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George Clooney attends a press conference during the Toronto International Film Festival at the TIFF Bell Lightbox on in September 2017, in Toronto.
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Citizenship

George Clooney Calls for Boycott of Brunei-Linked Hotels After Country’s Plan to Stone LGBTQ People

Why Global Citizens Should Care
Violence against LGBTQ people around the world is extremely common and often receives the approval of the state governments. The United Nations’ Global Goals call for an end to all xenophobia and strong protections for LGBTQ people. You can join us in taking action on equality and more here.

Actor and philanthropist George Clooney is calling for a boycott of nine hotels linked to the small country of Brunei.

He spoke out after news broke that the country was planning to enact a severe form of Sharia law on April 3, which would result in serious punishments, including the death penalty, for a range of actions.

Nine luxury hotels throughout Europe and the United States are connected to the Sultan of Brunei, Hassanal Bolkiah. Clooney wrote in an op-ed for Deadline that continuing to visit these properties would be tantamount to legitimizing human rights abuses.

“Let’s be clear, every single time we stay at or take meetings at or dine at any of these nine hotels we are putting money directly into the pockets of men who choose to stone and whip to death their own citizens for being gay or accused of adultery,” he wrote. “Are we really going to help pay for these human rights violations? Are we really going to help fund the murder of innocent citizens?”

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The anticipated law calls for Muslims who engage in same-sex relations and adultery to be stoned to death, and anyone, including tourists, who engage in anal sex to be stoned as well. The new law would also criminalize lesbian sex for the first time, punish crossdressing with whippings, and calls for people who steal to have their limbs amputated.

“This law is quite extreme,” Neela Ghoshal, senior researcher for the Lesbian, Gay, Bisexual, and Transgender Rights Program at Human Rights Watch, told Global Citizen. “It criminalizes transgender people for just existing. It’s really sex that’s being criminalized. It’s not a specific group of people, although obviously gay people will be targeted.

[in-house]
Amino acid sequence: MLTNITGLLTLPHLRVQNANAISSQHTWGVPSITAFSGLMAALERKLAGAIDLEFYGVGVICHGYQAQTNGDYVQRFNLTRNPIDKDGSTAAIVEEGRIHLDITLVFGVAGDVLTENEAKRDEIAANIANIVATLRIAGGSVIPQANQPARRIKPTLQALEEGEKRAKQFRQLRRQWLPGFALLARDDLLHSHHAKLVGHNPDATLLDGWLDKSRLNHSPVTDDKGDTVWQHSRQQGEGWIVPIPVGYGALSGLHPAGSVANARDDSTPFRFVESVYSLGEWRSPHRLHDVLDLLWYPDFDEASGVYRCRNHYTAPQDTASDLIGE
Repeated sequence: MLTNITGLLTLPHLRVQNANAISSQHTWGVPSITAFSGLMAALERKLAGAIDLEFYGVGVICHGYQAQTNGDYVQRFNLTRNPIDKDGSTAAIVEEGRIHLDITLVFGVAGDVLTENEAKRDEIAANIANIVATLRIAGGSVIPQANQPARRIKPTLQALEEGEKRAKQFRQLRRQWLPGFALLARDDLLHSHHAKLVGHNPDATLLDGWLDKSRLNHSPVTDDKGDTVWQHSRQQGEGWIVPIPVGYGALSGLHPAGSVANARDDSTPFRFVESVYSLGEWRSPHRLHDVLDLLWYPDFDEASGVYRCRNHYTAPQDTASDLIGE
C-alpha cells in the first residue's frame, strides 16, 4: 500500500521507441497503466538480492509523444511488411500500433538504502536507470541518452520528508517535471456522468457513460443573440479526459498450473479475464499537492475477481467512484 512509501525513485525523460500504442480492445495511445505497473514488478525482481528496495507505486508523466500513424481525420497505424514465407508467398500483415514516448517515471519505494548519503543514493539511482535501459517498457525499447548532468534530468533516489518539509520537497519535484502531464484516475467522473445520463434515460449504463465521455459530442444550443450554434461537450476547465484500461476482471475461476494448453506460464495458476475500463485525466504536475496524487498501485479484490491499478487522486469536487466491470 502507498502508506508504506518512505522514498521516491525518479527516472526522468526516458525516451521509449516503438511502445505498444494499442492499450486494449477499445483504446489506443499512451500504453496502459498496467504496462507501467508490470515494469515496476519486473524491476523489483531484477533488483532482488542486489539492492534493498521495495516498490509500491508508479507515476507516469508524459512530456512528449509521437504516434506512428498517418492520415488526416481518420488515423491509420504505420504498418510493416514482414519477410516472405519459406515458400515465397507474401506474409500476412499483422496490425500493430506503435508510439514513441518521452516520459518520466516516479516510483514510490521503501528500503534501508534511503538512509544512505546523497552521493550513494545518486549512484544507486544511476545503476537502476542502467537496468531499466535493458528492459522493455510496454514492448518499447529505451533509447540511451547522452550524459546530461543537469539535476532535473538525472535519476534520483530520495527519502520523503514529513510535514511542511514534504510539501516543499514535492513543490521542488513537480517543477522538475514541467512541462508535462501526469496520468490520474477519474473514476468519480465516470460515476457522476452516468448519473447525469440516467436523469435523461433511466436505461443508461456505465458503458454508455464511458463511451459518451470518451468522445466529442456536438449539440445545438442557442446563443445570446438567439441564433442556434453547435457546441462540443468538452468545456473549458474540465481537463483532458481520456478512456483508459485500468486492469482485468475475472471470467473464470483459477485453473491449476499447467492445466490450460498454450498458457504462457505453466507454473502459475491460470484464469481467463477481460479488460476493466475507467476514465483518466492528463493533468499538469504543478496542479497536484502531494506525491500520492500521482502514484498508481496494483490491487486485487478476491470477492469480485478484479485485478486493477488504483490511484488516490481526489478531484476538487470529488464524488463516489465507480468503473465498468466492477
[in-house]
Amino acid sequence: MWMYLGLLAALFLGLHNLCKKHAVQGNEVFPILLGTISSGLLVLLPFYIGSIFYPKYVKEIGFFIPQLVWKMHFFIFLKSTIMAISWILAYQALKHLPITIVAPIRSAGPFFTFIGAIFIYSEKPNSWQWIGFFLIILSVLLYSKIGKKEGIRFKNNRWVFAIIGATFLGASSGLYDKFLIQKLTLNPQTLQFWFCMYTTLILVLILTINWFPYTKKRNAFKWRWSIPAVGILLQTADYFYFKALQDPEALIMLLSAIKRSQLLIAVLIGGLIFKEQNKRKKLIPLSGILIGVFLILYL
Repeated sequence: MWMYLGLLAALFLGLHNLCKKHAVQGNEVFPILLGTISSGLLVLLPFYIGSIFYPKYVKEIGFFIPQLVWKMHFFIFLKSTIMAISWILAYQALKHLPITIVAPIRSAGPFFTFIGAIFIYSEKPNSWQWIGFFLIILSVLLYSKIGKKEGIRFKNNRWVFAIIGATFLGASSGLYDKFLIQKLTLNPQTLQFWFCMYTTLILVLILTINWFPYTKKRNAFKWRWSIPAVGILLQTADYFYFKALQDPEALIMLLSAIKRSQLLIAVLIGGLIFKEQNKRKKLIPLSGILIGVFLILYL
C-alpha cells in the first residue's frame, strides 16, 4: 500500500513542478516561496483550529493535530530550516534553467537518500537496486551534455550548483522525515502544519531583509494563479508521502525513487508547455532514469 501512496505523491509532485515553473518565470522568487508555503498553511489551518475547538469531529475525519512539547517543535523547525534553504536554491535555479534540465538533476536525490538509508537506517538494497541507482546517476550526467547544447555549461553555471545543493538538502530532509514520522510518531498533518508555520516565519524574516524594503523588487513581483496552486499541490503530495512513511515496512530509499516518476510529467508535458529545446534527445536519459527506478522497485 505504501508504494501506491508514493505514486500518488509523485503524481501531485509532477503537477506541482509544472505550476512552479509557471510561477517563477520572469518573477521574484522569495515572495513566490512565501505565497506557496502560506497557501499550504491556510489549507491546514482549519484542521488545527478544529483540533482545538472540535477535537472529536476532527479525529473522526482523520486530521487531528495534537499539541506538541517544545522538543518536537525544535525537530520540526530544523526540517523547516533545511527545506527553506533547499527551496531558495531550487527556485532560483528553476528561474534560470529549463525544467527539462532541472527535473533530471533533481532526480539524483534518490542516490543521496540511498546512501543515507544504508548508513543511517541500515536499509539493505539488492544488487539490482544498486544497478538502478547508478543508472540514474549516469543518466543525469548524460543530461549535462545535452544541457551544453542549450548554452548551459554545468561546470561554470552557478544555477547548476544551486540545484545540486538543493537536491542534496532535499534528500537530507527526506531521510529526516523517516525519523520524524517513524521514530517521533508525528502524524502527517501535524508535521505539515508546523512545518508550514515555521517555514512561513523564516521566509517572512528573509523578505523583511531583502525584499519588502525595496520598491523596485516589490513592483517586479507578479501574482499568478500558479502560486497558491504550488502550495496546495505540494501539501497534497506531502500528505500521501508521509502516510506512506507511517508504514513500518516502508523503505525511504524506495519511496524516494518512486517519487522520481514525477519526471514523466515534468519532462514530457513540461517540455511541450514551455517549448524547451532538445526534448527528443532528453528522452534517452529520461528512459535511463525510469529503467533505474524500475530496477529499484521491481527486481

“We’ve pretty much seen historically that whenever extramarital relations are punished, it’s usually women who bear the brunt of this,” she added.  

Read More: LGBTQ Refugees Face Unimaginable Trauma, But They’re Rising Up

Brunei has long criminalized homosexuality, and gay people can be sentenced to 10 years in prison under the current law.  

The small country of around 430,000 had tried to enact the death penalty and other harsh penalties for various actions in 2014, but international outrage helped to squash the effort. Now the country is trying to quietly put the new laws on the books, according to human rights groups.

Ghoshal said that Brunei may have decided that it would face less backlash this time around due to changing global politics.

“They may go ahead with it partly because there’s a feeling that the international community isn’t watching and there are certain trends globally where they’re not likely to get the negative response from global powers that they would have five years ago,” she said.

“If Brunei doesn’t bear any consequences for this decision, then i think there is risk that other countries would consider harsher laws,” she added.

Read More: As Egypt Continues Its LGBTQ Crackdown, Activists Say Media Can Help

Ghoshal said that while LGBTQ rights have strengthened in countries around the world — notably in India, parts of Africa, and the Caribbean — other countries have gone in the opposite direction.

“Whenever there’s progress, there’s also backlash,” she said. “We’ve seen a few countries that have put in place new laws where no such laws had ever existed and there are countries where laws are being enforced in a much more aggressive way.”

She pointed to Chad, which criminalized homosexuality in recent years, and Nigeria, which increased punishments for LGBTQ people. In countries such as Chechnya, Egypt, and Tanzania, violent crackdowns against LGBTQ people are taking place.

Globally, more than 73 countries outlaw homosexuality. LGBTQ people in eight countries can be killed by the state for engaging in same-sex relations, according to the World Economic Forum.

More broadly, LGBTQ people face discrimination, harassment, violence, arbitrary imprisonment, and torture all around the world.

Clooney’s call to boycott properties linked to Brunei may once again deter the country from enacting violently xenophobic laws. If nothing else, he wrote, people shouldn’t help fund a  regime that murders innocent people.

“Are we really going to help fund the murder of innocent citizens?” Clooney wrote in his op-ed. “I’ve learned over years of dealing with murderous regimes that you can’t shame them. But you can shame the banks, the financiers and the institutions that do business with them and choose to look the other way.”